The Salvation Army of Georgia Pursues Focused COVID-19 Relief

June 16, 2020
Donald Felice | | (404) 550-3716

The Salvation Army of Georgia Pursues Focused COVID-19 Relief

ATLANTA, GEORGIA (June 16, 2020) – The Salvation Army of Georgia continues its vital work to support local communities in the Peach State as the effects of the COVID-19 pandemic linger into the summer months. As a result of COVID-19, The Salvation Army is seeing the number of people needing assistance grow well beyond the traditional total normally served during this time of year.

The COVID-19 pandemic presented an unprecedented response challenge for most non-profits – The Salvation Army included. However, a preexisting national presence in every zip code in the U.S., along with historic emergency disaster experience and a generous donor base allowed The Salvation Army to respond in ways others could not. Throughout Georgia, The Salvation Army enhanced services like local food assistance operations, collaborative efforts with community partners, and additional emergency assistance efforts above and beyond the usual scope and pace of normal year-round social services.

Since the initial impact of the COVID-19 pandemic in the U.S., The Salvation Army of Georgia has provided 140,000 meals, over 210,000 drinks and snacks, and distributed 18,000 food boxes, 6,500 hygiene kits and 6,000 Personal Protective Equipment (PPE) items. Additionally during this time, The Salvation Army of Georgia has provided over 70,900 nights of shelter and has conducted 12,400 emotional and spiritual care sessions. Each one of these statistical numbers is a person or family touched with compassion and concern at a time when it’s need it the most.

“Our focus is on serving anyone in need during this unprecedented time,” said Lt. William Mockabee, Divisional Commander for the Georgia Division. “The need is great and we expect the number of people seeking services and assistance will increase as time goes on, especially among those experiencing job layoffs and financial uncertainties.”

Obtaining the additional resources and material to help those in need during the anticipated spike in services is critical. Anyone can partner with The Salvation Army to continue to provide help and hope to community neighbors during these troubling times.

The best way to help is to make a financial contribution at Monetary donations allow The Salvation Army to immediately meet the specific needs of individuals, families and communities. Donations given in support of COVID-19 provide relief within the donor’s local community unless otherwise specified.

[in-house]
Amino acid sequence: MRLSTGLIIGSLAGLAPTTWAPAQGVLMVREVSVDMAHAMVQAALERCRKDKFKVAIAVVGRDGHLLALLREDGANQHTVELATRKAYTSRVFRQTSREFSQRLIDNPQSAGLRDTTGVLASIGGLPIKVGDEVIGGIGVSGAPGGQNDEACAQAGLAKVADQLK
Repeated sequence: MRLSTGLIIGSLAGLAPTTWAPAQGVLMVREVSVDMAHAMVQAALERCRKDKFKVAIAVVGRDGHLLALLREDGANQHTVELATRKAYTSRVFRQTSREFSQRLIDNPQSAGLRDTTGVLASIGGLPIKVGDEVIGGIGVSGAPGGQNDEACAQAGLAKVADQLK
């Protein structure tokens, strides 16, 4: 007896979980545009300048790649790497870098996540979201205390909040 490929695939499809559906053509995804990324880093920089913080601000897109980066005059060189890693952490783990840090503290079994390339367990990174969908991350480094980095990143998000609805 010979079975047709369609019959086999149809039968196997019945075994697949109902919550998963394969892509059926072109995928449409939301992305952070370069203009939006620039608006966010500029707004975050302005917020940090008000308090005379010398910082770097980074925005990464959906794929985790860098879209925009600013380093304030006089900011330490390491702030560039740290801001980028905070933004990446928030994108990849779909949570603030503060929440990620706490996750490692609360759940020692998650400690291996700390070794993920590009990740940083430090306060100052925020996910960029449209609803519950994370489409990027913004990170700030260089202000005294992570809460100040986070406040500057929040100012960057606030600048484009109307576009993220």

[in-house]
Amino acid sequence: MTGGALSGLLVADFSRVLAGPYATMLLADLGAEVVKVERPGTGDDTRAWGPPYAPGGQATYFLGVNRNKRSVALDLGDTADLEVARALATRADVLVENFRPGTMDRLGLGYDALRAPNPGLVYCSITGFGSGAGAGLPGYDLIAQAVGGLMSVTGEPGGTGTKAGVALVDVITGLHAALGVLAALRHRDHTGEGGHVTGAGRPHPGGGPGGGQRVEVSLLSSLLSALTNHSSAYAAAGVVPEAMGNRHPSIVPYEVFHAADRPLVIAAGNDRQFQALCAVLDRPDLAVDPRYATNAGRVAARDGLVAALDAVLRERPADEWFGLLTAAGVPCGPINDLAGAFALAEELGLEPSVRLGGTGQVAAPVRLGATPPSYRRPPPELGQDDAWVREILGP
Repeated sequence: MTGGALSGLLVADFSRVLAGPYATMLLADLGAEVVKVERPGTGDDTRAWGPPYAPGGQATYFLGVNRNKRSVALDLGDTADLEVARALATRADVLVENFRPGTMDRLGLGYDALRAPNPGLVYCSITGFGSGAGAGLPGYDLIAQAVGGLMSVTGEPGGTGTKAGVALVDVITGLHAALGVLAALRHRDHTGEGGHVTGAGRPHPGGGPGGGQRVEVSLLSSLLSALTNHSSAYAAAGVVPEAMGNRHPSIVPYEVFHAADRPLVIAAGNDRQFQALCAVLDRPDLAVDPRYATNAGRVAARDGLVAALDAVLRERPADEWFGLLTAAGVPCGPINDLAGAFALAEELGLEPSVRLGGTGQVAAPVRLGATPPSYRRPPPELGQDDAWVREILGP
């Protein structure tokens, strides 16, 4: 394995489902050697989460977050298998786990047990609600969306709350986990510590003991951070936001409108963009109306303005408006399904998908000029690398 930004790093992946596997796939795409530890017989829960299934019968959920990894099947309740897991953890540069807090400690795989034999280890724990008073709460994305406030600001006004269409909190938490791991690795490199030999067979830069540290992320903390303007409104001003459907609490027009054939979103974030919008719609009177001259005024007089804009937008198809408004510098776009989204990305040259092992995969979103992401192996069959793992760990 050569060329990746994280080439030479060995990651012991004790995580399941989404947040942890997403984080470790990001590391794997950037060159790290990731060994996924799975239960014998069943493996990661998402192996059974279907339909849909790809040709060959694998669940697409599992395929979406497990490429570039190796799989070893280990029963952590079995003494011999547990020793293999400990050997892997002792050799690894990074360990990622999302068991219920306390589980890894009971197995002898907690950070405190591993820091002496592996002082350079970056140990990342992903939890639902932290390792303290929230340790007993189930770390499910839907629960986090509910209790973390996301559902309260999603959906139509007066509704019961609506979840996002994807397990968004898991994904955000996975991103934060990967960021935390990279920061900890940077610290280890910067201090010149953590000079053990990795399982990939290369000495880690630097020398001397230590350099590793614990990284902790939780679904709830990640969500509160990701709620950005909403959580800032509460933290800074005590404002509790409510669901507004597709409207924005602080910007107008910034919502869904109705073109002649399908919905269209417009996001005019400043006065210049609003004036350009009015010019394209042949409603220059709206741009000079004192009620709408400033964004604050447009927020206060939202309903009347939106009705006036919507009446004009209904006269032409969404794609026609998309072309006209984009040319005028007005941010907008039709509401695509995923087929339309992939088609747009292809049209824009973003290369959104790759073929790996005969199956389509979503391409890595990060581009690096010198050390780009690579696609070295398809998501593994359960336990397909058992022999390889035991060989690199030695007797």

“Thanks to our communities and partners continued generous support, The Salvation Army of Georgia has been helping bring hope and healing to people who find themselves in the midst of an extremely difficult COVID-19 situation,” said Lt. Colonel Mockabee, adding, “We have been helping people in their time of need long before COVID-19 became a deadly national concern, and we will continue doing so long after COVID-19 has passed into history.”

About The Salvation Army
The Salvation Army annually helps more than 30 million Americans overcome poverty, addiction, and economic hardships through a range of social services. By providing food for the hungry, emergency relief for disaster survivors, rehabilitation for those suffering from drug and alcohol abuse, and clothing and shelter for people in need, The Salvation Army is doing the most good at 7,600 centers of operation around the country. In the first-ever listing of “America’s Favorite Charities” by The Chronicle of Philanthropy, The Salvation Army ranked as the country’s largest privately funded, direct-service nonprofit. For more information, visit Follow us on Twitter @SalvationArmyUS and #DoingTheMostGood.

Our Mission

The Salvation Army, an international movement, is an evangelical part of the universal Christian Church. Its message is based on the Bible. Its ministry is motivated by the love of God. Its mission is to preach the gospel of Jesus Christ and to meet human needs in His name without discrimination.
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